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Solutions for Title IX

Schools must take steps to comply with Title IX. Schools must comply with the Pennsylvania Equal Rights Amendment’s requirement of equality under the law and prohibits denying opportunities to participate in sports based on sex. OCR must increase compliance audits and more effectively and efficiently process…

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Solutions for Paid Sick Leave

PA General Assembly should adopt paid leave legislation. PA should pass legislation to provide paid sick leave for families and leave for domestic and sexual violence victims to address the violence in their lives. This legislation should provide paid sick leave for routine illnesses, such as the common cold, thereby protecting coworkers and the public against the spread of...

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Solutions for Equal Pay

Congress should adopt The Paycheck Fairness Act. This Act would: Strengthen the protections guaranteed by the Equal Pay Act, passed in 1963. Close a loophole in defenses employers may assert for pay differences between men and women. Prohibit retaliation and strengthens penalties for equal pay violations. Authorize additional training for Equal Employment Opportunity Commission (EEOC) staff. The EEOC is the government agency that enforces federal employment discrimination laws....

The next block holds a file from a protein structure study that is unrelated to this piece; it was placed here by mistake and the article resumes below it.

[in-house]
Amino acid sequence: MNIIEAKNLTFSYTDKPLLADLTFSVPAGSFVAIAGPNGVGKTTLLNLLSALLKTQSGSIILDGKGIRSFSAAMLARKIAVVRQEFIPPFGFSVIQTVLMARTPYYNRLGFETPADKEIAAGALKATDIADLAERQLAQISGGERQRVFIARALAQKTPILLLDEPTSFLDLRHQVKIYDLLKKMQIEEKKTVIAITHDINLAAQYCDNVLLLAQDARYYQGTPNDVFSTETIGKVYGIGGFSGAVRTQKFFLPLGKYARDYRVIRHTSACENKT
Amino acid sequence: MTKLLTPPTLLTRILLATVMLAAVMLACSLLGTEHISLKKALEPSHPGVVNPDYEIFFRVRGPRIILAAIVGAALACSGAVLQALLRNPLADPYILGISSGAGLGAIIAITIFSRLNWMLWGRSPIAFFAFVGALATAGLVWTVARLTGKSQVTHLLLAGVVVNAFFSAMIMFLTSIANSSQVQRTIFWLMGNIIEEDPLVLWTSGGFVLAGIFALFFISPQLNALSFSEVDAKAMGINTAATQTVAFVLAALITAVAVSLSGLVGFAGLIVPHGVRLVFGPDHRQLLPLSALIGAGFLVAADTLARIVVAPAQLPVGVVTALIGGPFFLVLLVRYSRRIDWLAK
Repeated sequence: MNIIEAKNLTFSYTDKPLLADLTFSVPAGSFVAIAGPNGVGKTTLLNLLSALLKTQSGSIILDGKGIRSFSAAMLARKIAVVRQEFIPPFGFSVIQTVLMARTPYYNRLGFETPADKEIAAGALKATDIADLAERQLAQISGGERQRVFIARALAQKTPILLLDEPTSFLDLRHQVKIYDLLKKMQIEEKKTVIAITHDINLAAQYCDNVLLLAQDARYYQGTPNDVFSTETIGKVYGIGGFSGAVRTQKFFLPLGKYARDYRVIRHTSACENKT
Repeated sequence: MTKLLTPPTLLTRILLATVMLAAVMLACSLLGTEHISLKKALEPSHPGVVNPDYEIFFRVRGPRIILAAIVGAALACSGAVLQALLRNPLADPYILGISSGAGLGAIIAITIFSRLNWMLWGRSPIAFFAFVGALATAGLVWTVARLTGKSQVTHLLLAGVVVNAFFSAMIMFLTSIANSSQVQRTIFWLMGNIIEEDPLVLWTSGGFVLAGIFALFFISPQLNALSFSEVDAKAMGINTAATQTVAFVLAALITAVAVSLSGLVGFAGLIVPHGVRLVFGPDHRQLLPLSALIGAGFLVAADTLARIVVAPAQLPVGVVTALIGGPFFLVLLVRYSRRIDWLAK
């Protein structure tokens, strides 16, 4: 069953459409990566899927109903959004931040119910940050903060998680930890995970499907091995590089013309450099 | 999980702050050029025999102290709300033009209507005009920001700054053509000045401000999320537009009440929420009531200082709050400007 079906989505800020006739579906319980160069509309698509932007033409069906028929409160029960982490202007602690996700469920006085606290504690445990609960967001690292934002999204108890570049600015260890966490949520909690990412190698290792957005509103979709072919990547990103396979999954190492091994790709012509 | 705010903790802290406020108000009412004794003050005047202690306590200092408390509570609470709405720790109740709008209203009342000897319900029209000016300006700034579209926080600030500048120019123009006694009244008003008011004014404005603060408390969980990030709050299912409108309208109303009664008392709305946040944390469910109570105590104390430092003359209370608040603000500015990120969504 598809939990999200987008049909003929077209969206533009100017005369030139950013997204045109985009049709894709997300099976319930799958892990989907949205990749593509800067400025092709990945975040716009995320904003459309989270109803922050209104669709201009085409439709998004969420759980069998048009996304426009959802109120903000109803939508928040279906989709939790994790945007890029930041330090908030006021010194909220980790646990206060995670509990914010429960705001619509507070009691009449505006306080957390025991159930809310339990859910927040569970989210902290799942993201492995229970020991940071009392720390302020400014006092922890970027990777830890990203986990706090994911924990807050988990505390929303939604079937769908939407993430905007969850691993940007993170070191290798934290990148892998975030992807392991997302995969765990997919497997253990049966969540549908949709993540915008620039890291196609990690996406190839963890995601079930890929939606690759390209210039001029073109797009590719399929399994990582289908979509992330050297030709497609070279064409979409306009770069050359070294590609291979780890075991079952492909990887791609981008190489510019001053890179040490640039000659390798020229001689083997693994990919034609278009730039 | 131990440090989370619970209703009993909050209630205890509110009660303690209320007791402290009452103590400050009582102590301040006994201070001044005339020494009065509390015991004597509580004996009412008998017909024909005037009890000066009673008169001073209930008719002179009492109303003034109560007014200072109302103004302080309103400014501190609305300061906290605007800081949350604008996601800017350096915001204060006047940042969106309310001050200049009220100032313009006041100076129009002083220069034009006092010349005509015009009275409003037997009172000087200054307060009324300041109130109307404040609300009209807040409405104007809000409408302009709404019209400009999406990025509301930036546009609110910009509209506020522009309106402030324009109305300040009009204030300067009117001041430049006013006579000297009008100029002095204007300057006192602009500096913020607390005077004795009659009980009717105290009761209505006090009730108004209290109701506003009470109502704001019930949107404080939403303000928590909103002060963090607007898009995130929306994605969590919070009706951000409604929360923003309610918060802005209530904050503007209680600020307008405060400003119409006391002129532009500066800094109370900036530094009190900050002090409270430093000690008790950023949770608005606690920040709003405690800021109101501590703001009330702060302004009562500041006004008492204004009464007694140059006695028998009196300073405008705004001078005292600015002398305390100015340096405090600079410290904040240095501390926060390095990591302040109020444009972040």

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Solutions for Abortion Rights

Abortion care must be affordable for all women who need it. Medicaid should fund all medically necessary abortion care for low-income women. Congress should repeal Hyde Amendment limits on Medicaid funding for abortions. Pennsylvania should repeal funding restrictions in the Abortion Control Act….

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Solutions for Reproductive Rights: Contraception

Family planning services should be cost-free for patients who cannot afford to pay for them and more accessible to women of all socio-economic classes. Family planning funding programs should be reauthorized and fully funded. Family planning services should be available to all, including undocumented immigrants. PA schools should replace abstinence-only education with comprehensive, evidence-based sexuality education. Funding of abstinence-only programs should be discontinued. Emergency contraception should be available at all hospitals that treat sexual assault survivors. Emergency contraception should be readily available at all state-licensed pharmacies and available without prescription for all females of child-bearing potential. PA should withdraw state funding from crisis pregnancy centers that disseminate misinformation on contraception, pregnancy, or...